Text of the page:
The Presidential Inauguration of 1993

Maya Angelou composed “On the Pulse of Morning” for the occasion of President Bill Clinton’s first inauguration, in 1993. In a widely praised performance, she read the poem aloud as part of the ceremony, drawing on her formidable talent as an actor and performer. Her reading followed Clinton’s speech, and the themes of her poem resonated strongly with similar themes outlined in his inaugural address to the nation. Both Clinton and Angelou underscored the central ideas of welcoming change, embracing social inclusion, and facing the past. In this sense, Angelou’s poem must be understood as offering broad support of Clinton’s political vision for a multicultural American society. That said, it’s also important to note that Angelou’s poem speaks to more than just the specific occasion for which it was written. “On the Pulse of Morning” also responds to the poem written by Robert Frost for the 1961 inauguration of President John F. Kennedy. Titled “The Gift Outright,” Frost’s poem depicted British colonization and westward expansion in a positive light, as inevitable stages in the process of enhancing the land. Angelou effectively rewrote Frost’s poem to draw attention to the grave violence of colonization and expansion.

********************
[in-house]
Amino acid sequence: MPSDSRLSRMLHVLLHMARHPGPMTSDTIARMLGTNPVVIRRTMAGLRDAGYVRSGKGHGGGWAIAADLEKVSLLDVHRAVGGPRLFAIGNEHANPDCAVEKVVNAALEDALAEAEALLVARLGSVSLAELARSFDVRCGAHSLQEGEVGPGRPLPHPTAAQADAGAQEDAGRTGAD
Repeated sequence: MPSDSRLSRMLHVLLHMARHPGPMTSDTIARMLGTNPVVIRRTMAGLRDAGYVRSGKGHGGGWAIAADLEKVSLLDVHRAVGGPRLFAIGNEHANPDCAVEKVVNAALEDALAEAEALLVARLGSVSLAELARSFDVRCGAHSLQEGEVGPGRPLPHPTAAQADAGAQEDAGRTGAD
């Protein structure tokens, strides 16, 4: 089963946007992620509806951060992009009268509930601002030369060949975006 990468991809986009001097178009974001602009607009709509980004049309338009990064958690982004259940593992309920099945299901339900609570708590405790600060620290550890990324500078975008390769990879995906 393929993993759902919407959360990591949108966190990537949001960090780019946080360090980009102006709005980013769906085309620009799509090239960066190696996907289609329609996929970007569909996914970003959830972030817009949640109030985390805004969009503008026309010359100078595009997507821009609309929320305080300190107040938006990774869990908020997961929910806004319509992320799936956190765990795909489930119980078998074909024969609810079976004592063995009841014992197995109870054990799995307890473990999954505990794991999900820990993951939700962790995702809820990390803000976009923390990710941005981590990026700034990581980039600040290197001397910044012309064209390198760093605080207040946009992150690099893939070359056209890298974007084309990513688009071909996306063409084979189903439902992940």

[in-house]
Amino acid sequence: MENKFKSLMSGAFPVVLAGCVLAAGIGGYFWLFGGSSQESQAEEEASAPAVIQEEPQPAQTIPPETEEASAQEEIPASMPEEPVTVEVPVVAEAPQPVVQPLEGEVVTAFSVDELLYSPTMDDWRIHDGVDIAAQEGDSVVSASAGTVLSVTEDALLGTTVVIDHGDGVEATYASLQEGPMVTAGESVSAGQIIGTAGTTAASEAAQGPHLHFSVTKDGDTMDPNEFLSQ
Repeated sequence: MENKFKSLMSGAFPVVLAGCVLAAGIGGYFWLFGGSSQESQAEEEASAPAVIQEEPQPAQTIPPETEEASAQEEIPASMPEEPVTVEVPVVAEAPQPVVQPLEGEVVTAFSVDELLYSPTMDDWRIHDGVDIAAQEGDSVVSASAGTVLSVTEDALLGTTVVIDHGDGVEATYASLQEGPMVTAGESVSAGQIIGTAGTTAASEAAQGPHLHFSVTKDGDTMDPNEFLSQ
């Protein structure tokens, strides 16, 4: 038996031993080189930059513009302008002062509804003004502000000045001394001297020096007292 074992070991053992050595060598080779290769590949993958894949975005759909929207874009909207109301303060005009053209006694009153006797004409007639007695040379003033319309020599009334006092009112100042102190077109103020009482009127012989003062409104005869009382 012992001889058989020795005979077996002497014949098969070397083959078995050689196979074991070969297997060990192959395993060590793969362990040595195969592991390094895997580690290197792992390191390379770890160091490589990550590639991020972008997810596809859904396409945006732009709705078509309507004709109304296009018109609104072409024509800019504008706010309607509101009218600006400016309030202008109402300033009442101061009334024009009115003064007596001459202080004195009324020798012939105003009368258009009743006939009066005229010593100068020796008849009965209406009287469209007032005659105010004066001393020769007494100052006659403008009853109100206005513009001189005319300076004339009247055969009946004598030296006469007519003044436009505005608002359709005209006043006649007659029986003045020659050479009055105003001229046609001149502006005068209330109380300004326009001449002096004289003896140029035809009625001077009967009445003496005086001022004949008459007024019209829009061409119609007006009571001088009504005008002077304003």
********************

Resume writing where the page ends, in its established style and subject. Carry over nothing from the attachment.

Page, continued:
African American Spirituals

Though Maya Angelou’s poetry exists in written form, her most famous poems are best remembered from spellbinding performances she herself gave of them. This is certainly the case for “On the Pulse of Morning,” which Angelou debuted in her powerful reading of the poem on live television, during President Bill Clinton’s 1993 inauguration ceremony. The performative aspects of Angelou’s poetry indicate a link to oral tradition, and particularly to African American spirituals. Spirituals belong to a Black musical tradition that emerged during the time of slavery, and which featured songs that described the hardships of life as a plantation slave. Despite the difficult subject matter of these songs, the point of singing them was to help gather the strength to survive. This tradition evolved into the genre we now identify as “the blues.” Like many spirituals, Angelou’s poems frequently discuss matters of hardship and oppression, but usually with an overarching message of survival. In the case of “On the Pulse of Morning,” the speaker recounts the violence of Indigenous genocide and Black enslavement in U.S. history. However, they do so with the aim of reckoning with that past and enabling a better future.